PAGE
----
Thursday, February 17, 2011

A Few Words About NIMBY

Paul attended the town board discussion of the new broadband towers, as did several of our neighbors. Mostly they were concerned that (1) they might see the tower (they won't) and (2) the tower might require a blinking light (it won't), but there was some mention of destruction of habitat (not in those words, but I believe that was the message) and the fact that us poor folks in the country don't need no Internet. Since we were also referred to as "those rich creeps on the hill," I guess the message was somewhat mixed. One man, known by us only as "the guy who built the plywood shack development," brought with him a picture showing his view, which he claimed would be marred by the tower. His view included a huge telephone pole and a plethora of wires.

At the same meeting, an impassioned woman declaimed on fracking's potential destruction of our way of life.

There is something in us Americans that makes us prefer not to know the derivation of the stuff we use. We don't want to consider that our meat was once an animal or imagine the process that brought it to our table. We think that our water comes through pipes and don't think about its source. We heat our house by turning up the thermostat. We are so divorced from the origins of our household goods and services that it's second nature for us to cry havoc when one of those sources appears close to home.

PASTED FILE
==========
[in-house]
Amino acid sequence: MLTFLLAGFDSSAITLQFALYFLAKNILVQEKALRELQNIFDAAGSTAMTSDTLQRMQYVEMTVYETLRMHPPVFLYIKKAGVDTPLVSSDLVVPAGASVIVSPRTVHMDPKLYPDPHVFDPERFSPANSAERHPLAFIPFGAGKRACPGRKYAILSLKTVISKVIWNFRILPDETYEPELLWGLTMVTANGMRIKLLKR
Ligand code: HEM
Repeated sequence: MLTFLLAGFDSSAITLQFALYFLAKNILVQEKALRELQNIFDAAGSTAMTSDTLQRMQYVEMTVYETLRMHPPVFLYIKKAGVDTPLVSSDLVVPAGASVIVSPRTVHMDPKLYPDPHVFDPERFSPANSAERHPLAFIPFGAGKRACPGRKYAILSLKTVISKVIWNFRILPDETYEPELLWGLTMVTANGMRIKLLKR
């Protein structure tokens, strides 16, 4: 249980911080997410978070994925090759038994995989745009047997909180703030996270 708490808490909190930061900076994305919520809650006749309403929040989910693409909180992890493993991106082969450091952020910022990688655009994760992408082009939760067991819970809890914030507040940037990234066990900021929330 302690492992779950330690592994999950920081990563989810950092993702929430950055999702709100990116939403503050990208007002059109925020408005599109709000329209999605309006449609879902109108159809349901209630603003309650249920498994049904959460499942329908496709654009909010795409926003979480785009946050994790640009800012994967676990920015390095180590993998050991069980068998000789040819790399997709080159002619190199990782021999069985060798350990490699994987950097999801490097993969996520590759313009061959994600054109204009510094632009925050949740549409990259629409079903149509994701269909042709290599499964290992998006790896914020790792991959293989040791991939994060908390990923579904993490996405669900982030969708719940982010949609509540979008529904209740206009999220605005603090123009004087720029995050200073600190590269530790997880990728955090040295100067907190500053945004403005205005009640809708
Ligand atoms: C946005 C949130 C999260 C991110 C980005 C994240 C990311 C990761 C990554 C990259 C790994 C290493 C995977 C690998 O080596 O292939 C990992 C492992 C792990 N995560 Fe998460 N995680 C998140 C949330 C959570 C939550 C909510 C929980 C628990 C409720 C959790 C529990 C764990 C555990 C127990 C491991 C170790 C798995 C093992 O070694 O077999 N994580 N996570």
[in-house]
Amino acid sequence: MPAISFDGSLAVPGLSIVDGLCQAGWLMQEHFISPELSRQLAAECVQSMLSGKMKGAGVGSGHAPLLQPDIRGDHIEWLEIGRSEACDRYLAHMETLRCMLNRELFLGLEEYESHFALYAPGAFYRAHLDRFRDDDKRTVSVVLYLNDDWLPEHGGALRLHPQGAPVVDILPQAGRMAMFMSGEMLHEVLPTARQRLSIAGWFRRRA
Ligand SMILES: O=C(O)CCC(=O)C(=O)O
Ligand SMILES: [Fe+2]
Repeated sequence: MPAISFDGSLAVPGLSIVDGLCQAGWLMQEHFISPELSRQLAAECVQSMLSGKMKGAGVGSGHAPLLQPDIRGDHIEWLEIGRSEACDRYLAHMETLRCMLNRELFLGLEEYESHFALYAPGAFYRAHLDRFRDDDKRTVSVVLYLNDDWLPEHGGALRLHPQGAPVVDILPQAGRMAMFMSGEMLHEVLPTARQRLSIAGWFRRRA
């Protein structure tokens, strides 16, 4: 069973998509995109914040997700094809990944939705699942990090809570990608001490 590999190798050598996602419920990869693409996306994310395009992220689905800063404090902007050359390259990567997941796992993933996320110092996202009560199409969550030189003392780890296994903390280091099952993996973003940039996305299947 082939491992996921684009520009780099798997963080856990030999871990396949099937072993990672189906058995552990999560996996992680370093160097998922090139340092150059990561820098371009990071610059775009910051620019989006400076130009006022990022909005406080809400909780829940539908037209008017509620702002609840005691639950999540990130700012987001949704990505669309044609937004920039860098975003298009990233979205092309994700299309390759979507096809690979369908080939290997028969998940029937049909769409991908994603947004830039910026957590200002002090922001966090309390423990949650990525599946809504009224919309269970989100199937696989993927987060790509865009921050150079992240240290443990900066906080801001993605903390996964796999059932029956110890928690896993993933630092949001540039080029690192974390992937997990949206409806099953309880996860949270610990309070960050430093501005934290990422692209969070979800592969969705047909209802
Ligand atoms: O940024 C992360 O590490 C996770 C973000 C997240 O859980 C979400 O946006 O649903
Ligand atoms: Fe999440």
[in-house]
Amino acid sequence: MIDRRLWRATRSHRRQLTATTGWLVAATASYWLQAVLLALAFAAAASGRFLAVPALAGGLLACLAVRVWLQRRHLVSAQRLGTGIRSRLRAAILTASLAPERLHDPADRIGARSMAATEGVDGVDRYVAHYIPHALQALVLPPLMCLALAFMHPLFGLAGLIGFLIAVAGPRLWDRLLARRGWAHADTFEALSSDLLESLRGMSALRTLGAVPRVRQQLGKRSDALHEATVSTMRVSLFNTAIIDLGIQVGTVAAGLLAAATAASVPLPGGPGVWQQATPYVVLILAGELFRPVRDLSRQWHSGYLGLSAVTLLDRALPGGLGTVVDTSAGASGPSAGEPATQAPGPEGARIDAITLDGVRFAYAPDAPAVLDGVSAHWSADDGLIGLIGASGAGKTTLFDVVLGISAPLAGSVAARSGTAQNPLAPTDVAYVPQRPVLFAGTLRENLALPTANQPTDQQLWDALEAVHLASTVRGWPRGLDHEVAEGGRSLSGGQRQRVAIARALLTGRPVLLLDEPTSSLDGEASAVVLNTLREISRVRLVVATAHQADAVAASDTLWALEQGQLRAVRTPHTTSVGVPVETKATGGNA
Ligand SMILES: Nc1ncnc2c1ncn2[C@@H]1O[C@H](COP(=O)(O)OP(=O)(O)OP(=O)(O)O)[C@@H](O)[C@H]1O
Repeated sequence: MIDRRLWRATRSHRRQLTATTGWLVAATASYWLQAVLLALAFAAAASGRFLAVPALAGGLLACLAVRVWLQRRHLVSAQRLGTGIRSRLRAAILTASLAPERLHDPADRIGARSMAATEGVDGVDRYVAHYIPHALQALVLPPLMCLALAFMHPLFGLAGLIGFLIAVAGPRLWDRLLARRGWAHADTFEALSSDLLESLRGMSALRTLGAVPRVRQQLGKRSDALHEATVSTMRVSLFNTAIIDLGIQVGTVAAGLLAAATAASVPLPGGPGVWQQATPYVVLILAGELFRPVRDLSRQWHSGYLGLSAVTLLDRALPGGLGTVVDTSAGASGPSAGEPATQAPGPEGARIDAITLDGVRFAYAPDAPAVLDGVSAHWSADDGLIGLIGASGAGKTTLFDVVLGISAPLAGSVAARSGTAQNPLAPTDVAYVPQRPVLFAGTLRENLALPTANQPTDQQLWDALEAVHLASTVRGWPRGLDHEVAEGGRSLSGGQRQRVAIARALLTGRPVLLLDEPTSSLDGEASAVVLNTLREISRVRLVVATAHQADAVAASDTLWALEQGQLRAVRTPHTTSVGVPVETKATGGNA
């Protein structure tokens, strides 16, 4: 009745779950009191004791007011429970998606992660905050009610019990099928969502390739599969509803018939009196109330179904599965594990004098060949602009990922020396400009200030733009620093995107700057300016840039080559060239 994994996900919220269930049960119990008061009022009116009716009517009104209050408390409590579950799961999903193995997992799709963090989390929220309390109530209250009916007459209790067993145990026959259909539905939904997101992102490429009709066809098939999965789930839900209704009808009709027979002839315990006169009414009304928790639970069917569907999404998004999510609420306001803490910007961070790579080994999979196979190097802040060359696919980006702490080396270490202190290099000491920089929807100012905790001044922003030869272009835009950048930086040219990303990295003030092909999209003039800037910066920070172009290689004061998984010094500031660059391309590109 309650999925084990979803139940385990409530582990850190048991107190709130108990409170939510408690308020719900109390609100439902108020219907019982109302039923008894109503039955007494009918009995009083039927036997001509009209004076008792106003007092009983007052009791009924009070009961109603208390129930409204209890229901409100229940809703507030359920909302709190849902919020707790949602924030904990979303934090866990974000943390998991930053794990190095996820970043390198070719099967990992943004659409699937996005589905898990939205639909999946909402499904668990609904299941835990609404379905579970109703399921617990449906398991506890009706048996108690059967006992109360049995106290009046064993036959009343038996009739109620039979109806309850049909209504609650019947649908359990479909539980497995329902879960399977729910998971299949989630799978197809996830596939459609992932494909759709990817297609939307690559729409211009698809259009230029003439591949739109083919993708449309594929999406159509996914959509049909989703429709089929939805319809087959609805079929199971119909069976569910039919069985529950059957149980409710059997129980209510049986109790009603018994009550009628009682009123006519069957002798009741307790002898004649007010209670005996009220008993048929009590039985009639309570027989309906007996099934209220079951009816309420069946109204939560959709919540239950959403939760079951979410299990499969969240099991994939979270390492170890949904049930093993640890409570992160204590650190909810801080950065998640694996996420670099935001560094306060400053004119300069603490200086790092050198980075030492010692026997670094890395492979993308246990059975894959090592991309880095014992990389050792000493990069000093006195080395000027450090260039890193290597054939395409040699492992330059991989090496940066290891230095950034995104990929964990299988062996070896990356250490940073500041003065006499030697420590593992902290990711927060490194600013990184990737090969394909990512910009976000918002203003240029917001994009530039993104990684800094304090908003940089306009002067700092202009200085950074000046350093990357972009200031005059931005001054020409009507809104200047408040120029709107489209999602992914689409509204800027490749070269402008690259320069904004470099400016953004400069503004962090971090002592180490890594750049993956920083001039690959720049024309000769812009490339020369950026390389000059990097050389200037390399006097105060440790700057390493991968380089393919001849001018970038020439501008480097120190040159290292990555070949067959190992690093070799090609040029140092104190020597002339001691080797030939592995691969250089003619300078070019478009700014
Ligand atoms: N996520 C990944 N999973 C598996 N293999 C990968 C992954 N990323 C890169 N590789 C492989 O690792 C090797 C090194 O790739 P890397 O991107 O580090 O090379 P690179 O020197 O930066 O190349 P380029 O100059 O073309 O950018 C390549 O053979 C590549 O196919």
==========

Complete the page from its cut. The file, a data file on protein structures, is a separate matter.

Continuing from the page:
Unless we're willing to give up using all this stuff, our complaints are specious. I firmly believe that we should obtain power locally, if only to limit the cost (financial and environmental) of transporting it. I am delighted that a local company has stepped up to offer decent broadband service when other, larger companies turned their backs on our community. Anyone who's visited us knows how much we care about the look and feel of this place, but we're willing to sacrifice a small patch of woods in our own BY, ultimately, I think, for the common good.

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